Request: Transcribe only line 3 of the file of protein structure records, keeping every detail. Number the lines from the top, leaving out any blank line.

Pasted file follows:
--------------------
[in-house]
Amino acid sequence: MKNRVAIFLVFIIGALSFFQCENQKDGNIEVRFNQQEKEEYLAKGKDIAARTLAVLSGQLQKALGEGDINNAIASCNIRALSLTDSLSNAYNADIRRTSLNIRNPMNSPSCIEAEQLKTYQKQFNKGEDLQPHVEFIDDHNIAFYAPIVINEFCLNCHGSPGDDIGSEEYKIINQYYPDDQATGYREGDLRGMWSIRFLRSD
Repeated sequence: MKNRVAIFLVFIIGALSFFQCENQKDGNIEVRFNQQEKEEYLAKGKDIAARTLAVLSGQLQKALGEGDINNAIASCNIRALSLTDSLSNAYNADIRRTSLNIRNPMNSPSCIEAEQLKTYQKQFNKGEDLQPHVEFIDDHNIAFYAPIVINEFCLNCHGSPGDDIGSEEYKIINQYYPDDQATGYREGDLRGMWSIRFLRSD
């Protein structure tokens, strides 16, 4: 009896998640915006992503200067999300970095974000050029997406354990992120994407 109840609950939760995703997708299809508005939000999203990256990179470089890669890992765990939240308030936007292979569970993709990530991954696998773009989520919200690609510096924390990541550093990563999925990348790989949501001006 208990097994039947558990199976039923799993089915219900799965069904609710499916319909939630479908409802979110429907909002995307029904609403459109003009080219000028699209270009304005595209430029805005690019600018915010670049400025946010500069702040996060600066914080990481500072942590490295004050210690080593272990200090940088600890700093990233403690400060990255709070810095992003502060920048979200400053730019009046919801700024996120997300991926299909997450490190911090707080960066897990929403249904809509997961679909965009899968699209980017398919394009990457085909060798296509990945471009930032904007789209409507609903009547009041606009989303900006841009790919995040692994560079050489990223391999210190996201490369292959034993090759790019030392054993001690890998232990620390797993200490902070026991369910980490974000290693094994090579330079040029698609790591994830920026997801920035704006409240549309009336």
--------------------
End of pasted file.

Repeated sequence: MKNRVAIFLVFIIGALSFFQCENQKDGNIEVRFNQQEKEEYLAKGKDIAARTLAVLSGQLQKALGEGDINNAIASCNIRALSLTDSLSNAYNADIRRTSLNIRNPMNSPSCIEAEQLKTYQKQFNKGEDLQPHVEFIDDHNIAFYAPIVINEFCLNCHGSPGDDIGSEEYKIINQYYPDDQATGYREGDLRGMWSIRFLRSD